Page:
"(Ford) is always around the plate. He's so easy to catch I could do it sitting in a rocking chair." - Yogi Berra

In his last season in the Majors, he had an ERA of 1.64 at age 38.

He was a coach for the Yankees in 1968, and 1974-1975. He was elected to the Baseball Hall of Fame on January 16, 1974 by the Baseball Writers Association of America. He died in October 2020, just a few days shy of his 92nd birthday. Whitey died a week after Hall of Fame pitcher Bob Gibson did, and a little more than a month after Hall of Fame pitcher Tom Seaver. The Yankees honored him by wearing a patch with his uniform number, 16, one of many retired by the Yankees, on the left sleeve of their uniforms in 2021.

Watching Pete Rose run out every play full speed during Spring Training he dubbed him "Charlie Hustle". Rose turned the sarcastic barb into an identity and thrived on it.

He played a small part in the 1962 family movie Safe at Home! in which Yankees stars Mickey Mantle and Roger Maris got top star billing.

Ford's son Eddie Ford was a shortstop in the Boston Red Sox chain and a first-round draft pick.

Notable Achievements[edit]

  • 8-time AL All-Star (1954-1956, 1958-1961 & 1964)
  • ML Cy Young Award Winner (1961)
  • 1961 World Series MVP
  • 2-time AL ERA Leader (1956 & 1958)
  • 3-time AL Wins Leader (1955, 1961 & 1963)
  • 3-time AL Winning Percentage Leader (1956, 1961 & 1963)
  • 2-time AL Innings Pitched Leader (1961 & 1963)
  • AL Complete Games Leader (1955)
  • 2-time AL Shutouts Leader (1958 & 1960)
  • 15 Wins Seasons: 10 (1953-1956, 1959 & 1961-1965)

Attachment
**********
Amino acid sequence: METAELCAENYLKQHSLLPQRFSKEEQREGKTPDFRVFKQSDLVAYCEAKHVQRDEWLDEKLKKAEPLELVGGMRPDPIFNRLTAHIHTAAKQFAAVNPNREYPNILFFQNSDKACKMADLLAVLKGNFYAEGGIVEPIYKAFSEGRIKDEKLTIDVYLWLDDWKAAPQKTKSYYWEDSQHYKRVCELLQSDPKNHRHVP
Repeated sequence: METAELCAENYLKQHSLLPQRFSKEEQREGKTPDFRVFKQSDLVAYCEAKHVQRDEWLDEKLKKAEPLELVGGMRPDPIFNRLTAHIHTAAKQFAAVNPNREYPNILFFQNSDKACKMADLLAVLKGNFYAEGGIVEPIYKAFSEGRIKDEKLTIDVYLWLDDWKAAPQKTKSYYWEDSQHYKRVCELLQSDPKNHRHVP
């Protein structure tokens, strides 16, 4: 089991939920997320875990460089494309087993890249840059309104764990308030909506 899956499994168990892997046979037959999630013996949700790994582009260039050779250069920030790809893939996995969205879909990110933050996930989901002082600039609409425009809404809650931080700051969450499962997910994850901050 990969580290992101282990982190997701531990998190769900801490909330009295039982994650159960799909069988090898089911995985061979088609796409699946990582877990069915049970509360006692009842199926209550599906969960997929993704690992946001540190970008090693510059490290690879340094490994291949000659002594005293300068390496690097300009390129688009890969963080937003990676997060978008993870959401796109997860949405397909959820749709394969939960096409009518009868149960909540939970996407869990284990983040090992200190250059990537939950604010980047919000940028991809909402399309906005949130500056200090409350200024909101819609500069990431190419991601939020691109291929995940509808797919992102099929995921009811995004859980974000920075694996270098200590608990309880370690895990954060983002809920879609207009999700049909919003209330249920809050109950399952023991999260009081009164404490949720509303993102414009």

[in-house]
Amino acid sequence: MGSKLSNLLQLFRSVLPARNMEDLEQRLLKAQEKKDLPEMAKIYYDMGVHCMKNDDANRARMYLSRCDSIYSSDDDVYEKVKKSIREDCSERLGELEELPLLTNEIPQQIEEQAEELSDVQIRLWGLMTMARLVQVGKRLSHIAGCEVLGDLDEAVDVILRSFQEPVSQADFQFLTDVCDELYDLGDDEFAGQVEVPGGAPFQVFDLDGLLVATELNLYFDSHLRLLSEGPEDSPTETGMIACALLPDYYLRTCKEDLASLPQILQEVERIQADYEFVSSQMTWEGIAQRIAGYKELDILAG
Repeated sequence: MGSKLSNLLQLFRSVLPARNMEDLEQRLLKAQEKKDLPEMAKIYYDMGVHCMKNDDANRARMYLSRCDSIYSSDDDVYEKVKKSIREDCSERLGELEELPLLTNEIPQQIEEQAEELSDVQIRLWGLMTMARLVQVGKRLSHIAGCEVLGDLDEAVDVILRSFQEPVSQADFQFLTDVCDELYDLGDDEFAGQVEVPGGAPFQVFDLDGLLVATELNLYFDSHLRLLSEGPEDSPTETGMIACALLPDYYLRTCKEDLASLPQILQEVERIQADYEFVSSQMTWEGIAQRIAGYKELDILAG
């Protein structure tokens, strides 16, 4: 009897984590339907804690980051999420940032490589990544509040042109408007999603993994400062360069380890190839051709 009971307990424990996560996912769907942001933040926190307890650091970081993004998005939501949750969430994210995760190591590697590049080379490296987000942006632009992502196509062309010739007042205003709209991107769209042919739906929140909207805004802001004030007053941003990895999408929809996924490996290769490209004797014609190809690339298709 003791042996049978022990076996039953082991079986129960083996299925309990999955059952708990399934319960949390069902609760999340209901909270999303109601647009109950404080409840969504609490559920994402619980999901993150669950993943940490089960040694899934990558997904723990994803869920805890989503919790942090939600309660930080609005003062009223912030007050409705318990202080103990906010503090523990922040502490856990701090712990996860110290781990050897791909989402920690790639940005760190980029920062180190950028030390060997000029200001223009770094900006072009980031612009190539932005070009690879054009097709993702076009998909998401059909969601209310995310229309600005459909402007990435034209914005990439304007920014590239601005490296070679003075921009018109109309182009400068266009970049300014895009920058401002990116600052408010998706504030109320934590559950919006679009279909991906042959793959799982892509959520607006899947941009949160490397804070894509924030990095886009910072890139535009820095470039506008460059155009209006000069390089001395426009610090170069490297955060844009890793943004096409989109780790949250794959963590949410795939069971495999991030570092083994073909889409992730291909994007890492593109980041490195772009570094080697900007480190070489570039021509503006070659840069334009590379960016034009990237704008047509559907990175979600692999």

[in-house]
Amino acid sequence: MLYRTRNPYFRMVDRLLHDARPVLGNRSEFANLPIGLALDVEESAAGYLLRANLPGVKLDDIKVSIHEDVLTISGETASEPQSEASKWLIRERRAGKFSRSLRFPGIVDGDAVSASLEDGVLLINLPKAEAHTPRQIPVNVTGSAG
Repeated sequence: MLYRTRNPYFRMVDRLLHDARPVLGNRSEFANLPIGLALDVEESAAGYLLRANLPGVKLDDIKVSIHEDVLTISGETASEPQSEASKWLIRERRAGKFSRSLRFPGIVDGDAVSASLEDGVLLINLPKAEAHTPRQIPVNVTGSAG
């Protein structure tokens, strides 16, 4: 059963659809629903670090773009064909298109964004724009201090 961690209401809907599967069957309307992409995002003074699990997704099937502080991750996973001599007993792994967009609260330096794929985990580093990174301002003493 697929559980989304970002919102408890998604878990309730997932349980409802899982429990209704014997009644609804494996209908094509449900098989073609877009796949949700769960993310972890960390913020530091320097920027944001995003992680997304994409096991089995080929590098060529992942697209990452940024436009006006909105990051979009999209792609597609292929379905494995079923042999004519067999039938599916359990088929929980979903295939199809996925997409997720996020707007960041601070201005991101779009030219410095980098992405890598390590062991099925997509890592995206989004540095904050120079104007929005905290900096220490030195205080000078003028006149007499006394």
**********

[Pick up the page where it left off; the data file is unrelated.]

• 20 Wins Seasons: 2 (1961 & 1963)
  • 25 Wins Seasons: 1 (1961)
  • 200 Innings Pitched Seasons: 11 (1953-1956, 1958, 1959 & 1961-1965)
  • 200 Strikeouts Seasons: 1 (1961)
  • Won six World Series with the New York Yankees (1950, 1953, 1956, 1958, 1961 & 1962)
  • Baseball Hall of Fame: Class of 1974

ML Cy Young Award
1960 1961 1962
Vern Law Whitey Ford Don Drysdale

Records Held[edit]

  • Winning percentage, left-hander, career (minimum 100 wins), .690
  • Most World Series wins, career, 10
  • Most World Series starts, career, 22
  • Most World Series Game 1 starts, career, 8
  • Most World Series strikeouts, career, 94
  • Most World Series innings pitched, career, 146.0
  • Most World Series losses, career, 8

Further Reading[edit]

  • Pete Caldera: "Whitey Ford, New York Yankees' Hall of Fame pitcher, dies at age 91", USA Today, October 9, 2020. [2]
  • Miles Coverdale, Jr.: Whitey Ford: A Biography, McFarland, Jefferson, NC, 2006.
  • Mark Feinsand: "Whitey Ford, 'Chairman of the Board,' dies", mlb.com, October 9, 2020. [3]
  • Whitey Ford and Phil Pepe: Slick: My Life In and Around Baseball, William Morrow and Co., New York, NY 1987
  • Fay Vincent: "Whitey Ford", in We Would Have Played For Nothing, Simon & Schuster, New York, 2008, pp. 148-182.

Related Sites[edit]